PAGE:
Post by dougedwards on Nov 22, 2009 7:21:51 GMT -5
Just wondering if anyone keeps the liver and/or heart of a whitetail and eats it. If so, how would you cook it? I always discard the organs but am told that they are very good to eat. Does anyone have any experience with cooking and eating deer organs?
But you brethren are not of the flesh but of the Spirit, if indeed the Spirit of Christ dwells within you. Romans 8
My hunting partner and I always enjoy a liver dinner from a fresh kill. He basically lets it sit overnight in vinegar and water. The outer layer of the liver becomes a grey color. Then he slices the liver into strips first and carefully trims off the outer grey layer. The liver is then coated with a dry pancake batter mix before frying. A separate pan is used for frying a large Spanish Onion cut into strips.
We have never done much with the heart yet. Below are a couple of recipes retrieved from my wild game cook book if your are interested in exploring this avenue.
I've never brought one home but lately I've been on a beef liver and onions kick. I may have to bring a liver home and give it a try. I've got some doe tags for the next couple of weeks and you've given me an idea. I'll need to take a bag or container for the liver to get it home.
One of the reasons I enjoy deer liver over beef is that it doesn’t have that strong taste as beef does. I never freeze liver as it looses the quality of taste I enjoy most when freshly done. If you like liver you will enjoy the deer liver. At least I do. ;D
ED......thanks for the recipes. I am wondering how difficult it is to slice off the grey outer layer from the liver?
If you slice the liver into say 5/8" thick strip sections you just flip the strip sections on the sides and trim off the grey outer layer. Takes a few extra minutes and not difficult at all because it is not a thick layer to remove.
Post by mountainam on Nov 25, 2009 22:02:50 GMT -5
I save them all the time. I like Whelenman, Keep a couple of gallon bags in my back pack.I get them into those bags never letting them hit the ground. My wife and I make a type of sausage out of them. Every European country makes it ,they each have a different name for it. My grand parents were of Slovak decent. We were raised up calling it HURKA. It's liver and onions in a hog casing. The livers get sliced at 1/2" thick along with the hearts cooked for about 20 minutes.Cooled and ground with a 3/16 grinder plate. Six pounds of hearts and livers to three pounds of pork shoulder ground accordingly. We half cook 2 cups of rice and mix with the livers, shoulders and one pound of lard. Then add some salt , butcher pepper and marjoram and then push into a hog casing. We then vacuum seal into bags and freeze it. To use ,we thaw then fry in a skillet. It's the best with a couple of sunny side up eggs on top for breakfast. It's similar to scrapple if you've ever tasted that.
Over the years I have enjoyed lots of deer liver and onions! Last year I shot 7 pt buck in my yard and saved the liver(It was a good dbl-lung shot-DRT and all was intact). Deer looked older, teeth were showing wear. When I sliced it to fry it had pockets of dark looking blood in it. Computer check talked about Liver Flukes, a parasite, but not harmful to humans. We cooked a little bit to test that theory and the hound dogs ate good that night! Best deer liver I ever ate came from young does! (Ain't that the truth!)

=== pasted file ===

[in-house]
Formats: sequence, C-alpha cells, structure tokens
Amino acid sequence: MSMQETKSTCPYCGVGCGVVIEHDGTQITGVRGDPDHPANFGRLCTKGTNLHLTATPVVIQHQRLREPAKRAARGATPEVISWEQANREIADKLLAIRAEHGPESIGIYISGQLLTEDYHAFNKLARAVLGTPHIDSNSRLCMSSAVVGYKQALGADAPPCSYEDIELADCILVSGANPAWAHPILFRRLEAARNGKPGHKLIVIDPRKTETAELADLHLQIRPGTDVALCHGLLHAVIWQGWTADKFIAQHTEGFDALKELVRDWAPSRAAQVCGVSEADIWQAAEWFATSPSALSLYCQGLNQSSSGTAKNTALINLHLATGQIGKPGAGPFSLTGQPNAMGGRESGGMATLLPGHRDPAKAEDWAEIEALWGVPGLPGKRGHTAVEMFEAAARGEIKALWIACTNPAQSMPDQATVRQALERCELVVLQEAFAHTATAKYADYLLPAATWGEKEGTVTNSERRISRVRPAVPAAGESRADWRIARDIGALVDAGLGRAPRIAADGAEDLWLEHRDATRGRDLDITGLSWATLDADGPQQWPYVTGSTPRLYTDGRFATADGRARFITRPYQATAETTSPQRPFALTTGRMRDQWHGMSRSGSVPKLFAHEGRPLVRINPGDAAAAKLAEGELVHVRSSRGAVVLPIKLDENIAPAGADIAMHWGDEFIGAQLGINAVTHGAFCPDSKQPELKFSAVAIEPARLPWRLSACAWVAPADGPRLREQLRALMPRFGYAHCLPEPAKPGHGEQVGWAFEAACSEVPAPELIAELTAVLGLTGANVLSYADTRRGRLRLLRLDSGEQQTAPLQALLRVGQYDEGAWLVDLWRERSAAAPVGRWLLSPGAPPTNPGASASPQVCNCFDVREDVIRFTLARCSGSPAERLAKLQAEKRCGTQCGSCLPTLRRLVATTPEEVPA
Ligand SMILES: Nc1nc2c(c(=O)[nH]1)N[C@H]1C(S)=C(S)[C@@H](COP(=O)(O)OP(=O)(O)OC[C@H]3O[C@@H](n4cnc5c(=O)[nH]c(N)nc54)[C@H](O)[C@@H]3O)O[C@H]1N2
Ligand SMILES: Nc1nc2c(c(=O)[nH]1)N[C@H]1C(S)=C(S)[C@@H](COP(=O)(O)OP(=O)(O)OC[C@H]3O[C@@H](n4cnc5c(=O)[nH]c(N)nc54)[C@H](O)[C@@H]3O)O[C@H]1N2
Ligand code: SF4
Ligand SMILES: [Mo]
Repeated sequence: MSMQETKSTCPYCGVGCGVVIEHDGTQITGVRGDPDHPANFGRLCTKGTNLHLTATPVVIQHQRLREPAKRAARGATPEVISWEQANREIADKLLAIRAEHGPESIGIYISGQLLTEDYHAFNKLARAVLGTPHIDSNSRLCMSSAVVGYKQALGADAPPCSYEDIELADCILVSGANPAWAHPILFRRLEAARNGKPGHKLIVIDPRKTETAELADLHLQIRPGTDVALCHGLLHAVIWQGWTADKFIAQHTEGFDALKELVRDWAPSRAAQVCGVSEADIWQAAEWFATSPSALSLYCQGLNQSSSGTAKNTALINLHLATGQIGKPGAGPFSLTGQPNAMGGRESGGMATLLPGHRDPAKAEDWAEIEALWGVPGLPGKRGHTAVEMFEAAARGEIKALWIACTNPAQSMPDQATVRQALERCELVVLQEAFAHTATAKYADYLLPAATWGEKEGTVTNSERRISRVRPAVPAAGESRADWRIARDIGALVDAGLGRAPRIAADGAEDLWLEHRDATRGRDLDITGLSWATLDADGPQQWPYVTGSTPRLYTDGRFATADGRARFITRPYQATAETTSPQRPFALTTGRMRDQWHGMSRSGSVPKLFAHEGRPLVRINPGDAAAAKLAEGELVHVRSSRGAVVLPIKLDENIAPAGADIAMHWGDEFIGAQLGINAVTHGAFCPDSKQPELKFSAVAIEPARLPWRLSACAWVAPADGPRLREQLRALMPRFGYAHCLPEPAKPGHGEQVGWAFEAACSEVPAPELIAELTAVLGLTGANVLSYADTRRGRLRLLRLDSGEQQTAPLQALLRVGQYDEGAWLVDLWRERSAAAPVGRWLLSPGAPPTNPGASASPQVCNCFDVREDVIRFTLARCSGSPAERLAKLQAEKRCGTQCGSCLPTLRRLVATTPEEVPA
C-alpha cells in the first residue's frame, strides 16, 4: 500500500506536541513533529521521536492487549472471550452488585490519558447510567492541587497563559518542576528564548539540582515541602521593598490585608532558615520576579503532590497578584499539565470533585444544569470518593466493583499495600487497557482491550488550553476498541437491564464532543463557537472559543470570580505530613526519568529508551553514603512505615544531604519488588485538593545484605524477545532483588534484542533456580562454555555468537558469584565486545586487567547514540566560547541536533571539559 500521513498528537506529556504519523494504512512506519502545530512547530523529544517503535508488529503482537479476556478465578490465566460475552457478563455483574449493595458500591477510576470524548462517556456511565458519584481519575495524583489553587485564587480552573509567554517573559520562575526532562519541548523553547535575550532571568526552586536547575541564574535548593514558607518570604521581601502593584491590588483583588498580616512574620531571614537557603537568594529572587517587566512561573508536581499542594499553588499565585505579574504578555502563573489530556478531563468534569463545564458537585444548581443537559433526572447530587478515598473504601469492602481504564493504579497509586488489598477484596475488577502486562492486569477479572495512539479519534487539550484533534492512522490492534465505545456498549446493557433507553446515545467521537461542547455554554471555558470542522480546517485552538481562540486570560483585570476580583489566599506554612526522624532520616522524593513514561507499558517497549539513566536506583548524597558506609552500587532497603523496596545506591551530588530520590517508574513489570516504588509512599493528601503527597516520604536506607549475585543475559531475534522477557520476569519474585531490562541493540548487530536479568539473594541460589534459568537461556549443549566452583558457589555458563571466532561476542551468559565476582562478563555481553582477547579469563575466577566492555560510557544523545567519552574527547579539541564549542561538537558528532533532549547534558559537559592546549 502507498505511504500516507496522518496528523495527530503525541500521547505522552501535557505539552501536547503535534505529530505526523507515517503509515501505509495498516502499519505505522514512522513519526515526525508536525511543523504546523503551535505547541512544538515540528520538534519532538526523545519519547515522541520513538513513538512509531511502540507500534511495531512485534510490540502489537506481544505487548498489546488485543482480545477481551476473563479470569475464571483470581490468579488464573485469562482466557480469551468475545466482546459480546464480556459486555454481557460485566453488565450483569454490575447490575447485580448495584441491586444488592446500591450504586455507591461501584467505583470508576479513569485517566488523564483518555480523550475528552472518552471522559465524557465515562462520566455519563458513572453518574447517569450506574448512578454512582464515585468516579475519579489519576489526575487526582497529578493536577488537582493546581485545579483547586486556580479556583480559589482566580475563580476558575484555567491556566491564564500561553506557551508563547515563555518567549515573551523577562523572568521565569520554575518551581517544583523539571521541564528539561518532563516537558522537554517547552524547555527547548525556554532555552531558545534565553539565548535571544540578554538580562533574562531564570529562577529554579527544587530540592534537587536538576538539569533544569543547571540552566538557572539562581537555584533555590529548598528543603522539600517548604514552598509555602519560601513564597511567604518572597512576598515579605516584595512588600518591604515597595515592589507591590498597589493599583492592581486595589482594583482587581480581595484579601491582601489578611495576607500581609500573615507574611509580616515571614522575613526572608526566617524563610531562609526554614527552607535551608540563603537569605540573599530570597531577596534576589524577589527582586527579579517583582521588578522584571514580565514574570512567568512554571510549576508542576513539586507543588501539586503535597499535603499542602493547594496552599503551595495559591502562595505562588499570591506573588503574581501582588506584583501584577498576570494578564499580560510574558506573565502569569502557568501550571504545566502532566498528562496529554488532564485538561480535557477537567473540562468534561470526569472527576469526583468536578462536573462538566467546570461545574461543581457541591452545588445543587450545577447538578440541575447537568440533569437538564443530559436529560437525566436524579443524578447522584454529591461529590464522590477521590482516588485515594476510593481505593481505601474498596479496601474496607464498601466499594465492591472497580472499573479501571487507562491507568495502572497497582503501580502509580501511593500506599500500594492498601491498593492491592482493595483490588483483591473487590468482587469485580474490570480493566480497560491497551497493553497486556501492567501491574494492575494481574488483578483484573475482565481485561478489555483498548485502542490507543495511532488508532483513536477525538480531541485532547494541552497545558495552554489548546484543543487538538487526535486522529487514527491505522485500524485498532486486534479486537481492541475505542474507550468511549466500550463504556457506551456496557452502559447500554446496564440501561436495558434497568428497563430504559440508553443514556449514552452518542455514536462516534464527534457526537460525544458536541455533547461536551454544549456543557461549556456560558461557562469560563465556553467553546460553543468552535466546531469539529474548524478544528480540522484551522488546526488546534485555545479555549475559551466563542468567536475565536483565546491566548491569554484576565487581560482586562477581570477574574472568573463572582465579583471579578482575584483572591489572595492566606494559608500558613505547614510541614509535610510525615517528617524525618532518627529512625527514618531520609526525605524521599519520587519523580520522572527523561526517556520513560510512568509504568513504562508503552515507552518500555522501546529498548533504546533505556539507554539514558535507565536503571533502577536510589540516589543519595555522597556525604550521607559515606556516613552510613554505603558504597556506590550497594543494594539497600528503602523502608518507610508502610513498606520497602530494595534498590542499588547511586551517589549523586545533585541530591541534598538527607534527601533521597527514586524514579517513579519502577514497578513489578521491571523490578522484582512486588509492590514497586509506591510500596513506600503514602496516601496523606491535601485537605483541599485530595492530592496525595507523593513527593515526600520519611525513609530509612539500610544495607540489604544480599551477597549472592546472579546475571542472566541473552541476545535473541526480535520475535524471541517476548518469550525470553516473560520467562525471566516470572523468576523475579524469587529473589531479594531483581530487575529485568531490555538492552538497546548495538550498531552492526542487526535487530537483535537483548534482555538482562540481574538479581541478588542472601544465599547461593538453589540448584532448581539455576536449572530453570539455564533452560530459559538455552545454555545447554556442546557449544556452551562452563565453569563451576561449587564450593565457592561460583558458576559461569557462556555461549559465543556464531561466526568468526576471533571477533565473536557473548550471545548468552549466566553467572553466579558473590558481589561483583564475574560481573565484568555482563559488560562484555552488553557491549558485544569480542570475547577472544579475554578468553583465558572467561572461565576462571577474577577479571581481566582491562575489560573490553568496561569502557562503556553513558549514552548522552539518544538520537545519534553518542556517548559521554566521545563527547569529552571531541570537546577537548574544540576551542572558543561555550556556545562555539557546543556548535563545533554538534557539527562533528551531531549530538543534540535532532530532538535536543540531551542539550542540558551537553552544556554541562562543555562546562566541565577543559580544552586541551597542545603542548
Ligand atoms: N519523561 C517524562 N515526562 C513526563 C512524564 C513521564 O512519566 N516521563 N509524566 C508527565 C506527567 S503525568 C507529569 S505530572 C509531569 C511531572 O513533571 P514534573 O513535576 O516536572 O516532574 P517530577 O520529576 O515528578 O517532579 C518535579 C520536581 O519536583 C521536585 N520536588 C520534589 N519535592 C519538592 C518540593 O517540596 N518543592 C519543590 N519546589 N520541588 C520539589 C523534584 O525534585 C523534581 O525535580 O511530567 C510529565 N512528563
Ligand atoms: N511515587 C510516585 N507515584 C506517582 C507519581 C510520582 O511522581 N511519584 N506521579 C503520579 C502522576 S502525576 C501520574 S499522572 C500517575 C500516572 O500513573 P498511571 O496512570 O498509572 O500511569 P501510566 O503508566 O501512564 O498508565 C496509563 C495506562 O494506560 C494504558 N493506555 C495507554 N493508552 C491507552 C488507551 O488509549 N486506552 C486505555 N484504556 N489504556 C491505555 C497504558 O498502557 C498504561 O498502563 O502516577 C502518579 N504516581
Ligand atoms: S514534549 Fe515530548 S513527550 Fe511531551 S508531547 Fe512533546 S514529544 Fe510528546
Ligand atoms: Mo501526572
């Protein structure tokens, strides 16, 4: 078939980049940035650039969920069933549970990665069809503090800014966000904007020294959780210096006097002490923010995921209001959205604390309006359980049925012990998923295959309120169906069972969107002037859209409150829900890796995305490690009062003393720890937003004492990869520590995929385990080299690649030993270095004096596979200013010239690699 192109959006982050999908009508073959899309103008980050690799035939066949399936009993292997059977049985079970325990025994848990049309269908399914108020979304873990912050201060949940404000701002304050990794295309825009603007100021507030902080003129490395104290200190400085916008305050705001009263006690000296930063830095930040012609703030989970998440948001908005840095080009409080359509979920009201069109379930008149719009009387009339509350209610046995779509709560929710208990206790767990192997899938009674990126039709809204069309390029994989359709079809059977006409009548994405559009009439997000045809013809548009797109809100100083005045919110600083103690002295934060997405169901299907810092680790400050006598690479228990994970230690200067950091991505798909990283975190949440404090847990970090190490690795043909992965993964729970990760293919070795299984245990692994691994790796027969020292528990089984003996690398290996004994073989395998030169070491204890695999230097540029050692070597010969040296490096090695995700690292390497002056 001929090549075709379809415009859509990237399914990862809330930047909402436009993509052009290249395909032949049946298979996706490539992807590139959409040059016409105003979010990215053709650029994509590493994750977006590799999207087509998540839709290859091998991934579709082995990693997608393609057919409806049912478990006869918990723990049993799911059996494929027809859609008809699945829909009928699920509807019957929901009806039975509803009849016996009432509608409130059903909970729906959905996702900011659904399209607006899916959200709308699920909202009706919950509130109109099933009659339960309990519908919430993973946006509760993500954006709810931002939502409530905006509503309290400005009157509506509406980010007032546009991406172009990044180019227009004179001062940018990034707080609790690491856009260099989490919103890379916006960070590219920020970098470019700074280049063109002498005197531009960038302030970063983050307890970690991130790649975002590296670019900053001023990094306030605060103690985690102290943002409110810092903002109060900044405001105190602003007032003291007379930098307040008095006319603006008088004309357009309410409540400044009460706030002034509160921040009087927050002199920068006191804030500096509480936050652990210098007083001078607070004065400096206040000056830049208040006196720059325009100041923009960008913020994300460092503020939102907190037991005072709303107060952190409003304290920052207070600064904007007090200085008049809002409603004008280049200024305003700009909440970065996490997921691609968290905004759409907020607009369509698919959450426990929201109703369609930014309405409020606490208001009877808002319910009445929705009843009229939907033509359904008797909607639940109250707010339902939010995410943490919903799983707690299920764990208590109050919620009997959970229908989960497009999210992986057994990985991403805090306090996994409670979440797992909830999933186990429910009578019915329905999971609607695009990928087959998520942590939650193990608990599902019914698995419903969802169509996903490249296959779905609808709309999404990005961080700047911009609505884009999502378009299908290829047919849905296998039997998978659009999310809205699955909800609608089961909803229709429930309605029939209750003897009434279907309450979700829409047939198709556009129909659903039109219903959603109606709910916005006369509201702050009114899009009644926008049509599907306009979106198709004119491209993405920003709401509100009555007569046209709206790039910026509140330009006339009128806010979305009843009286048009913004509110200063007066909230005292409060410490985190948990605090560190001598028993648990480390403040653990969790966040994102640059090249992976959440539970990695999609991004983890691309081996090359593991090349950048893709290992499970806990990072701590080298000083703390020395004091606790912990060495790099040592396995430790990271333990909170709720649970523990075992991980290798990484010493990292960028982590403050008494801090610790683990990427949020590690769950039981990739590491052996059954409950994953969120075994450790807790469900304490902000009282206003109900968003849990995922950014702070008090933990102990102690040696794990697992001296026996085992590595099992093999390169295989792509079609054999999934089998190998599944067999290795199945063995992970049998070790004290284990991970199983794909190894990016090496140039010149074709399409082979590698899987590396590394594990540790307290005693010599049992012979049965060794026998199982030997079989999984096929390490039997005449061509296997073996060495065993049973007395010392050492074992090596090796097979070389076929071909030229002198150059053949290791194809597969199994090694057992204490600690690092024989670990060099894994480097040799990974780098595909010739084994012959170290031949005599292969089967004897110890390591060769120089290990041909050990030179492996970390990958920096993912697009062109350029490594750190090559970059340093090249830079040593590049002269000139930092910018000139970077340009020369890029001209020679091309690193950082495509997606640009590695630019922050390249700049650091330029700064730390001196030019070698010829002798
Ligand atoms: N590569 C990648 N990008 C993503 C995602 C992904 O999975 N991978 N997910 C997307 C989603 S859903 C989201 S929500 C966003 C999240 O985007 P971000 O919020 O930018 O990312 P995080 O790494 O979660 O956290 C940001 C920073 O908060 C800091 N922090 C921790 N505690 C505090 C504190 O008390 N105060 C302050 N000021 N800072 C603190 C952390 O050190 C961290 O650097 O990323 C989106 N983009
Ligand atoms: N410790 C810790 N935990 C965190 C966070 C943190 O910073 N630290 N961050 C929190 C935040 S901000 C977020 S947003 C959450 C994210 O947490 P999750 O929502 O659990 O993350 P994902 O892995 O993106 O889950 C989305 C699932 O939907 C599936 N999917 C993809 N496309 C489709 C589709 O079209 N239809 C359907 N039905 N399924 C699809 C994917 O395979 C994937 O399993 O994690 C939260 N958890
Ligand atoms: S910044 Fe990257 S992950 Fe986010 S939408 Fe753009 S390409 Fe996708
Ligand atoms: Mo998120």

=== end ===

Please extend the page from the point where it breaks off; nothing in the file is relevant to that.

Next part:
Thanks ET, The heart recipe looks like a good one, I brought 9 hearts home with me this year, I've never done anything with the liver but keep thinking I will someday. I sliced one heart up at camp this year and just grilled it while doing some other cuts and it was good enough to eat so I kept the rest of the hearts hoping to find a good recipe and I think I just did.
Clean the heart, cut off the cartilage and fat on the top. Boil it till its done, maybe 45 minutes or so. Slice it about a quarter inch thick. Pack in a glass jar, alternate layers of heart and sliced onion.
Cover with brine. Brine is 1/2 c water 1/2c white vinegar 3 tbs sugar. Need more, make more. Add a ball of pickling spice about the size of a walnut. Use cheese cloth to make the ball. Put it in the refrigerator and give it a couple of weeks.
Onions take on an unpleasant appearance, close your eyes if you have to when you eat them, they are as good as the heart.
We have dedicated heart jars, recycled institutional sized ones. I may send some heart to you in one, but I better get my jar back. Mason jars are completely adequate. Just lose out on the banter and risk associated with lending a worthless jar.
I keep my knife, field dressing gloves, deer drag, surgical gloves, all in a 1 gallon bag in my pack. The gallon bag is for the liver. We always have the liver the first night, fried with bacon and onions and some mash potatoes on the side. This has been our tradition for 30 yrs and look forward to my one liver dinner a year (Lord willin').
Liver from them milksucker beaneaters is good! Just a posted I slice and fry with onions/scallions/leeks and some pepper relish if any available, gravy to follow. Liver from mature deer becomes trotline bait for spring catfishing, have you ever priced liver or catfish bait in the market! Use the lights, lungs, for trotline bait too.
Heart is delicious, clean and brine. 1. Then make stuffing of choice, sausage and cornbread my favorite but most will work. Scoop out heart interior and stuff with prepared stuffing, top with bacon strips and roast in covered pan or in a "ham or turkey baking bag" with a little juice or wine.
2. Use to make "corned venison" like corned beef with brine, spices and sugar. Then boil and use as per corned beef with potatoes and cabbage or boil and slice for dinner plate or sandwiches. Good.